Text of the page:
CCDC 14 also introduces a survival clause that explicitly preserves certain indemnities and warranties, among other things, following the termination of the contract.

Contractors should be aware of a provision addressing a mutually agreed upon date of substantial performance.

The previous contract addressed potential administrative lags by timing substantial performance to occur a specific number of weeks after permitting was complete.

“This left the owner in a difficult situation because he never knows when he’s getting his building,” said Brown.

“Now the parties agree on the day of substantial performance and the design-builder has to be aware of the market he’s in and be astute enough to reasonably predict the schedule.”

The design-builder is also responsible for having and ensuring the consultant has professional liability insurance at today’s rate of $1 million per incident and $2 million aggregate.

Under CCDC 14 there is no longer the presumption of confidentiality, said Woodhead.

“It is assumed the parties will enter a separate agreement or create supplemental conditions to address confidentiality,” he said.

Enhanced copyright provisions state that the design can only be used once for a specific project and the owner can’t alter the design or provide it to a third party.

“With any standard form contract, the parties need to closely review the terms as they may wish to alter, add or remove provisions,” said Swanson.

“Ultimately, the parties need to turn their minds to what they are trying to accomplish and they need to address the risks that they are and are not willing to accept. The goal here is not to unreasonably transfer risk, but to ensure that it is fairly apportioned in the context of a specific project.”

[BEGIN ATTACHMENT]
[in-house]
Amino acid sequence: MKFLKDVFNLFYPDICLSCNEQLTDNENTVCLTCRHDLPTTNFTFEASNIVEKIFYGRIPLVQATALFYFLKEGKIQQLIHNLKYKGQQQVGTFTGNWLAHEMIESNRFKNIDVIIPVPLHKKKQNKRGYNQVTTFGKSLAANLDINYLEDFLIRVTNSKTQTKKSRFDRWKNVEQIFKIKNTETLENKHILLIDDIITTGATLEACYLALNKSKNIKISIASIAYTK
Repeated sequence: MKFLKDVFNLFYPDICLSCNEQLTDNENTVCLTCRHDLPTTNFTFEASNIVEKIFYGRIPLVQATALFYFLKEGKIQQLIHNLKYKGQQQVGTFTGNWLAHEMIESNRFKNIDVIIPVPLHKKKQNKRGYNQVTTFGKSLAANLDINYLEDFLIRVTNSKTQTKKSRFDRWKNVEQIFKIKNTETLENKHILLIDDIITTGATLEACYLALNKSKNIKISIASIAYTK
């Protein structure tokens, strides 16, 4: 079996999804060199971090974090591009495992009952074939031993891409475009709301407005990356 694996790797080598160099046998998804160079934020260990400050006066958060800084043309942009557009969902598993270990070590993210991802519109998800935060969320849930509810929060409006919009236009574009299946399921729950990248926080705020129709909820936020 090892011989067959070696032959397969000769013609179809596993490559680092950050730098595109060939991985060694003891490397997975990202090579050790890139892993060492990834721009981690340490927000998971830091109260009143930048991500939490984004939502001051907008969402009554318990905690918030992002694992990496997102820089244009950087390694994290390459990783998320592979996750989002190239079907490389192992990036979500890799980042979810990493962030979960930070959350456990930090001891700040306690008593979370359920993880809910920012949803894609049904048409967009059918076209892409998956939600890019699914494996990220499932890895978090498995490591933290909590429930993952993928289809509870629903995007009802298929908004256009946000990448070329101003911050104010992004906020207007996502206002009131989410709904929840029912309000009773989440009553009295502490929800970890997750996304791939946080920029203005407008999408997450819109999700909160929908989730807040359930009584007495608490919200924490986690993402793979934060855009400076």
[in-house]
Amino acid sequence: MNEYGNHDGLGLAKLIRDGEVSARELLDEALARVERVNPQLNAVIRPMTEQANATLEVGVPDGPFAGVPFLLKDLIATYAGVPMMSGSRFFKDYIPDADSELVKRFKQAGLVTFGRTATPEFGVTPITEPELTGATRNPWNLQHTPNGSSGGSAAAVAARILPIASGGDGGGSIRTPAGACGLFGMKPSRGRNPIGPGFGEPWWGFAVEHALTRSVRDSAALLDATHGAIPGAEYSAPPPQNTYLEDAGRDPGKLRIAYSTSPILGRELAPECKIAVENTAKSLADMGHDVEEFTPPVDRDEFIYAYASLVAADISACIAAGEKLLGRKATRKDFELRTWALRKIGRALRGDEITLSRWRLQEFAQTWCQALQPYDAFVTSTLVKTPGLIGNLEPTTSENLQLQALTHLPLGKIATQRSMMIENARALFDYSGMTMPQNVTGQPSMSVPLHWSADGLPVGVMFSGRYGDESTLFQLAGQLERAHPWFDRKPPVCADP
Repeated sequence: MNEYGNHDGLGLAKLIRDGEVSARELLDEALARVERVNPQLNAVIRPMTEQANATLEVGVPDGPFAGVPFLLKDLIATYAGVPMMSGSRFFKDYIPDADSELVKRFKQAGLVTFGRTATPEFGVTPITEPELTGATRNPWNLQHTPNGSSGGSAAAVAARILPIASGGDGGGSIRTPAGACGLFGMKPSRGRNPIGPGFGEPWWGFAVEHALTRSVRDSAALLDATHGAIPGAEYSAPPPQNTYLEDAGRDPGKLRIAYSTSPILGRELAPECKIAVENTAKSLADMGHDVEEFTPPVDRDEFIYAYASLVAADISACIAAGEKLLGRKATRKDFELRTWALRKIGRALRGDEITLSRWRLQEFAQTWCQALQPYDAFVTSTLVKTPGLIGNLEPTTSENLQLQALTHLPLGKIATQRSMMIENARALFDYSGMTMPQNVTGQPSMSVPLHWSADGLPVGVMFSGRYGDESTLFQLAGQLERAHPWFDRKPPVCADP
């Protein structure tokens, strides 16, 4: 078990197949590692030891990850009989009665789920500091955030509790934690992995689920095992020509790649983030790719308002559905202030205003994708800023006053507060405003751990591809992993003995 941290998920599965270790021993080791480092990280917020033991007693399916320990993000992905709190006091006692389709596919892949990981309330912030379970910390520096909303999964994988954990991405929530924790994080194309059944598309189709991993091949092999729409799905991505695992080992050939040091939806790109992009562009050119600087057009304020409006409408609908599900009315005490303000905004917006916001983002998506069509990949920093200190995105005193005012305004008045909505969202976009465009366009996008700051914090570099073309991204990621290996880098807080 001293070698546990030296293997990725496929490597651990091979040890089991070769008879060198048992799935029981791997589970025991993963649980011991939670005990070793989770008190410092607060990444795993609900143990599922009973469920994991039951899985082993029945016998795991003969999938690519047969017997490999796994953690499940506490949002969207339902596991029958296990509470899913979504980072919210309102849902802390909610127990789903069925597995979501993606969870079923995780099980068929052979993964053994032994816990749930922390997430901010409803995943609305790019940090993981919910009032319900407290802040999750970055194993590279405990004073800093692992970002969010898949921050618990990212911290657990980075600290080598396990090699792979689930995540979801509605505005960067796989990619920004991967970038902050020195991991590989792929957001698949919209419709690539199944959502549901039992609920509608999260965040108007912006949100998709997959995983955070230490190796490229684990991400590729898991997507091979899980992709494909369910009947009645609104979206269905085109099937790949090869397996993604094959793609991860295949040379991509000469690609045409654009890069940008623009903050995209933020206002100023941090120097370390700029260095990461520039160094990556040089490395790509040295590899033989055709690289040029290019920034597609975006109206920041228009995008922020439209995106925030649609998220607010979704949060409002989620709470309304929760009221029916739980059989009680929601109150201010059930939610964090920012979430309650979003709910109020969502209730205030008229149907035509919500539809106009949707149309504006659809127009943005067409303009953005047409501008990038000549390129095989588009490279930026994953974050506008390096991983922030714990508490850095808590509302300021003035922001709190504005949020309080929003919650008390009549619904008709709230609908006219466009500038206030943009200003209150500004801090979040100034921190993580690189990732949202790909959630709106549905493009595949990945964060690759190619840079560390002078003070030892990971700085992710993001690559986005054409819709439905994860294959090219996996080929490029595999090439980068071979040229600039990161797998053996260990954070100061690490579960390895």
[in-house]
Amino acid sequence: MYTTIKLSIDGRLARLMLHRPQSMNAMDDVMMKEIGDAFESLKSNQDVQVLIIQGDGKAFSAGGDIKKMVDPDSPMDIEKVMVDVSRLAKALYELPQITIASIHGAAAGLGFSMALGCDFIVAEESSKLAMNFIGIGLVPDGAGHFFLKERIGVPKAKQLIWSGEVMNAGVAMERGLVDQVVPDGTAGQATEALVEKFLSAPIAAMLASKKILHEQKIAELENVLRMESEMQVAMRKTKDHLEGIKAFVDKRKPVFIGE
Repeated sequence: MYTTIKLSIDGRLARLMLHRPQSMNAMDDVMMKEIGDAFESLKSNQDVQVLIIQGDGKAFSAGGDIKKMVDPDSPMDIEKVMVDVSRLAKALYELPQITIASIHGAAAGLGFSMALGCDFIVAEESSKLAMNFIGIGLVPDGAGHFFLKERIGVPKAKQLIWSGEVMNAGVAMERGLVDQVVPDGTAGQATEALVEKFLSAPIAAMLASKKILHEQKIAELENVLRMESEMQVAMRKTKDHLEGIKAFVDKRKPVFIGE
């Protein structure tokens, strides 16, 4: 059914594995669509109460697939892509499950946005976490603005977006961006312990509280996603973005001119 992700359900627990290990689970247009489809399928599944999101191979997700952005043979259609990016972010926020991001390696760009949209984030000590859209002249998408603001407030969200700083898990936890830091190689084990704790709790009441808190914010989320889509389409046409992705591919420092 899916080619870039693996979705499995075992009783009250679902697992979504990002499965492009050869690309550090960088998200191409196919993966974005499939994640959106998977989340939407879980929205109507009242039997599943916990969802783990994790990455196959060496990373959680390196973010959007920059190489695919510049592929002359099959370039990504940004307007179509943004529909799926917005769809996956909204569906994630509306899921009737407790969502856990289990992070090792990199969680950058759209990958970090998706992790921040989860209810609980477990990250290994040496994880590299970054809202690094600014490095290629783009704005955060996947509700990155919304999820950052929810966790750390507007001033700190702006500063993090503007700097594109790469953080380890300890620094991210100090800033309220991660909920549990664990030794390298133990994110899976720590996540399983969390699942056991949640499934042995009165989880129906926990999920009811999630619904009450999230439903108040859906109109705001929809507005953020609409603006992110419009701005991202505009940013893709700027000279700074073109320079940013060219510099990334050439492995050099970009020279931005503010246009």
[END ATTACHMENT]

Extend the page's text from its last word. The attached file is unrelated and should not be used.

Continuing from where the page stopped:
Pierre Gallant, principal with Morrison Hershfield and CCDC member, recommends against supplementary conditions that modify the contract’s basic intent and structure.

“We look at all the tasks involved in the work and decide who is best suited to do each task,” he said.

“When parties write up supplementary conditions that change the thrust of the contract, they could be transferring a responsibility to someone less equipped to handle it.”

This could lead to price increases, he said.

If an owner transfers the responsibility of hiring a geotechnical engineer to identify unforeseen conditions, for instance, the general contractor will then have to shoulder the price.

CCDC 15 allows the parties to articulate the expectation of the scope, which leads to better price certainty and can lower the overall construction costs, said Brown.

“Ambiguity is a risk factor that adds money to the cost of the work,” Gallant said.

“If the two parties understand precisely what they are supposed to do, they don’t have to put ‘just in case’ money in the contract.”

Brown said the revised contracts can work for any type of procurement, as long as the owner allows for flexibility.

“You get a tremendous amount of innovation from the design-build side because their whole career is spent in the field solving problems,” he said.